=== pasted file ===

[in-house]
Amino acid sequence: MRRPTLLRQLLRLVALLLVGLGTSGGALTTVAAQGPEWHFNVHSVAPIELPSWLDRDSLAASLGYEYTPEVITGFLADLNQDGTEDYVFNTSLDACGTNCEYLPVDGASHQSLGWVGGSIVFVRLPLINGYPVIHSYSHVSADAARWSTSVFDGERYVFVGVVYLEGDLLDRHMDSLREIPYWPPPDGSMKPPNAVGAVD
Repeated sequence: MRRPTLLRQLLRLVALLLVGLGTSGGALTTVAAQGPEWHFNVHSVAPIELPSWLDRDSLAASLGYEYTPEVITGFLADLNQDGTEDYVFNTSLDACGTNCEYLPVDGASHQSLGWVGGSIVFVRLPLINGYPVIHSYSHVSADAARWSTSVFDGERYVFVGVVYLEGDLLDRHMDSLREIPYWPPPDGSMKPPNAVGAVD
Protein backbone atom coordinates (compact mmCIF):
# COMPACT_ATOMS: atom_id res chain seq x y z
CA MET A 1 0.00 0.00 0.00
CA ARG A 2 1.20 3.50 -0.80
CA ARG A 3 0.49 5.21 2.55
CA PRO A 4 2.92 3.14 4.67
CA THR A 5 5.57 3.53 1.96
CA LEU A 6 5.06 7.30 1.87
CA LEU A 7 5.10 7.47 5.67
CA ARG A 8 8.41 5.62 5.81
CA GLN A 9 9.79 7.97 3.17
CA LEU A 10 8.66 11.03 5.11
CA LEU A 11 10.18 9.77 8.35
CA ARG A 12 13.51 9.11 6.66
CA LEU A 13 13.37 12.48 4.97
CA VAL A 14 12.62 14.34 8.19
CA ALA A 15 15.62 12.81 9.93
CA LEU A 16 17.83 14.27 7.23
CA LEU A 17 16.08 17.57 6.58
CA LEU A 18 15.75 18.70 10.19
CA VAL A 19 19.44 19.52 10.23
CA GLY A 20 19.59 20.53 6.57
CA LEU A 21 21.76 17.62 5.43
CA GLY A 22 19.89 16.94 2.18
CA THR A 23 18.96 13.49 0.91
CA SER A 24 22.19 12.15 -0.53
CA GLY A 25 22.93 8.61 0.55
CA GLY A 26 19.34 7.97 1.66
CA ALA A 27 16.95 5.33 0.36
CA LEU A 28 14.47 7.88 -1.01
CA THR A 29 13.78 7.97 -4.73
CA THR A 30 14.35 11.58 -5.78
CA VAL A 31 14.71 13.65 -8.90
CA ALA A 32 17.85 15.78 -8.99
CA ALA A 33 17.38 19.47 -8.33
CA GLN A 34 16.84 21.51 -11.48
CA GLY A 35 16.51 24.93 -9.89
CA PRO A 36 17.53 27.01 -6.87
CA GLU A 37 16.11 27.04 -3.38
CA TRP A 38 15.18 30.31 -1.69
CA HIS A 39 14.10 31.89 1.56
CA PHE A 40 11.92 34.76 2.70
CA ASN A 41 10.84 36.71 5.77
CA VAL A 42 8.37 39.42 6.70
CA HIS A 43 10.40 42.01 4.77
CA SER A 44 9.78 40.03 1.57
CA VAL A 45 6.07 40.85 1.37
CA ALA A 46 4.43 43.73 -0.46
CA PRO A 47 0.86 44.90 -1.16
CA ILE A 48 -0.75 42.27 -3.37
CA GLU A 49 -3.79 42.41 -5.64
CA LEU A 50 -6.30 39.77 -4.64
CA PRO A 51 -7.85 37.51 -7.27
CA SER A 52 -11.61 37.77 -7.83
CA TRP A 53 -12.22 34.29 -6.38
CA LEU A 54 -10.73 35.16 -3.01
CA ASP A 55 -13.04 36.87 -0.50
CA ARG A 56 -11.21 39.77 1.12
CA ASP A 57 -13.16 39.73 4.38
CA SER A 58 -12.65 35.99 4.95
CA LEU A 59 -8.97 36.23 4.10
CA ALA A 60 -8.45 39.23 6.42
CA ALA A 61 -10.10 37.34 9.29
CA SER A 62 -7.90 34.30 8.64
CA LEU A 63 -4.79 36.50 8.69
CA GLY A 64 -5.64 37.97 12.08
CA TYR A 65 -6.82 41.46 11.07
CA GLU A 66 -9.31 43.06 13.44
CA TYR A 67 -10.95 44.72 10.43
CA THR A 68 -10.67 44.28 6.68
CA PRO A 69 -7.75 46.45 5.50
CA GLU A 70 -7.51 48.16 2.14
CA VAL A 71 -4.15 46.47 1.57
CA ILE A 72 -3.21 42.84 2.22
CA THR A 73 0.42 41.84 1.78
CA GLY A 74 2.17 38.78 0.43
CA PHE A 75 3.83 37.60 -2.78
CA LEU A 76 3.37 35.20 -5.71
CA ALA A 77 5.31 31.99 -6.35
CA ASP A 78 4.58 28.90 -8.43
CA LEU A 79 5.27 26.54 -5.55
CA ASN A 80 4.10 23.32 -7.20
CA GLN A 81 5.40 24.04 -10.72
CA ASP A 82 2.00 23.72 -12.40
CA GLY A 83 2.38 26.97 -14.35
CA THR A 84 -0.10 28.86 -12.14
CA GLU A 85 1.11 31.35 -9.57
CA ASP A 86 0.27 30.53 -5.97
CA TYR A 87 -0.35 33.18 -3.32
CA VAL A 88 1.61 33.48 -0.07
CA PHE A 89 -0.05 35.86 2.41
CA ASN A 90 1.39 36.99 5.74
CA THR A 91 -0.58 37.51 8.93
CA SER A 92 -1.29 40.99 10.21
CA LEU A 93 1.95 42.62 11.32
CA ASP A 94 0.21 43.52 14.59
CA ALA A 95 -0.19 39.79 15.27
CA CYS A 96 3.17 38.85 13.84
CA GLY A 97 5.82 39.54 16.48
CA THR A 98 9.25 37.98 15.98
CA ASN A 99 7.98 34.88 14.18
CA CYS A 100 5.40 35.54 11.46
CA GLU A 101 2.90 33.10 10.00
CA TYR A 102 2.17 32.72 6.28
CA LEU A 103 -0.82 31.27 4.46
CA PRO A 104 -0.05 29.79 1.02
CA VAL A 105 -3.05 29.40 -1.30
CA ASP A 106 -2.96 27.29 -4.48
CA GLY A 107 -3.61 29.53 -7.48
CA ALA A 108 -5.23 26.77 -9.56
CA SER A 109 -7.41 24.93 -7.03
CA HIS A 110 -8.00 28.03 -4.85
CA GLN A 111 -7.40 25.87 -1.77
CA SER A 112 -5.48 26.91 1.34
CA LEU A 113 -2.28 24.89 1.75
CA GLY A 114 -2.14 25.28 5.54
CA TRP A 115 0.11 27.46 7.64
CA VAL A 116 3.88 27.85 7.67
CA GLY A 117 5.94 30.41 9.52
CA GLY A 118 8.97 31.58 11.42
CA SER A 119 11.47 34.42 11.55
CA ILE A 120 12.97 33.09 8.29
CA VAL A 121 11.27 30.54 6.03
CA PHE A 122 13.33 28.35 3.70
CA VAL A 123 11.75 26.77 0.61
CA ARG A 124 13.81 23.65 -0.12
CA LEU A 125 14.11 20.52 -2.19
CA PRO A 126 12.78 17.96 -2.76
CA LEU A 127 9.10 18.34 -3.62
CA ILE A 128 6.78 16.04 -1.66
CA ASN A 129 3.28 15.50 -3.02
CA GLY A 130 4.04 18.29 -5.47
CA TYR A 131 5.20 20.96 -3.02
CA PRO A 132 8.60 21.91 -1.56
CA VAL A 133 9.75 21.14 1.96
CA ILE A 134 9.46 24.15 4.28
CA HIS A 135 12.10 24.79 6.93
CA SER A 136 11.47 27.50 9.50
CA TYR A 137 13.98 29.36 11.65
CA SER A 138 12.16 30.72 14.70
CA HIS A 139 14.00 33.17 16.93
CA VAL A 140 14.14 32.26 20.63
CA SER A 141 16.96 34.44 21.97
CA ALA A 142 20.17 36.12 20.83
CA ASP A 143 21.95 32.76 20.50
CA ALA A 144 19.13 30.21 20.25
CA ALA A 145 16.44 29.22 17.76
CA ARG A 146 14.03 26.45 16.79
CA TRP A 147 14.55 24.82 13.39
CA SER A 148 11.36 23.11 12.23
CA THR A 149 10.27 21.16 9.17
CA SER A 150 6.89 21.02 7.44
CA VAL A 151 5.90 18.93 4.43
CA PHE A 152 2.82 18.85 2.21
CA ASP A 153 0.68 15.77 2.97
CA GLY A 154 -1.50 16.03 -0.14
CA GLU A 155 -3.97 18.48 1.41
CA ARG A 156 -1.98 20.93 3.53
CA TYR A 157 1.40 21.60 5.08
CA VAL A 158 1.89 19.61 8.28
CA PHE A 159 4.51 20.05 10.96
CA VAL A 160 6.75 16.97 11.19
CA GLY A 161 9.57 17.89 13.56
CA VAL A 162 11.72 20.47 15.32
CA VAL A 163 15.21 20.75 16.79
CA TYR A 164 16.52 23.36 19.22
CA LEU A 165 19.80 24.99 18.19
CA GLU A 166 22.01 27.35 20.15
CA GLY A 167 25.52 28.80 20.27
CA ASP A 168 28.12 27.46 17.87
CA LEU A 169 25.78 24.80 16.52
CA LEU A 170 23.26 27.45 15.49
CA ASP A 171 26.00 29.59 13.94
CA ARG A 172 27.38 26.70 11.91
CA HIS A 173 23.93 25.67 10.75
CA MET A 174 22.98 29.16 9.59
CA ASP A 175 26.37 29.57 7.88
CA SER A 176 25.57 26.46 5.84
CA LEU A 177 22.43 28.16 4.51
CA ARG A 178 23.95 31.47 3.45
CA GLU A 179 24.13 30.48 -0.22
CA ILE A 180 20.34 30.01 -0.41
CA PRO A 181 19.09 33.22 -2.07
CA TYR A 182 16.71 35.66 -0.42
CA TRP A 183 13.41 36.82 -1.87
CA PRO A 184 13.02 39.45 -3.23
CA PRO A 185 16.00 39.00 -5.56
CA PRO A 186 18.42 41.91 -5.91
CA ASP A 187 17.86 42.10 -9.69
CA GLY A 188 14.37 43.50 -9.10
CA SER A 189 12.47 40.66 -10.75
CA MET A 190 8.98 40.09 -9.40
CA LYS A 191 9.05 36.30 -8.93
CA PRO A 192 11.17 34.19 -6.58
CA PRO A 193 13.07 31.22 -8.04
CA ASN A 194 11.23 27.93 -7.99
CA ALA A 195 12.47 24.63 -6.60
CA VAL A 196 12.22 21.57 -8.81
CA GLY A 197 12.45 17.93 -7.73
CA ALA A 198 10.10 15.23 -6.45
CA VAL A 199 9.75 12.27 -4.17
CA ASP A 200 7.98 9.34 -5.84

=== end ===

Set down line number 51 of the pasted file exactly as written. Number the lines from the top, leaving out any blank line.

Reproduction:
CA ALA A 46 4.43 43.73 -0.46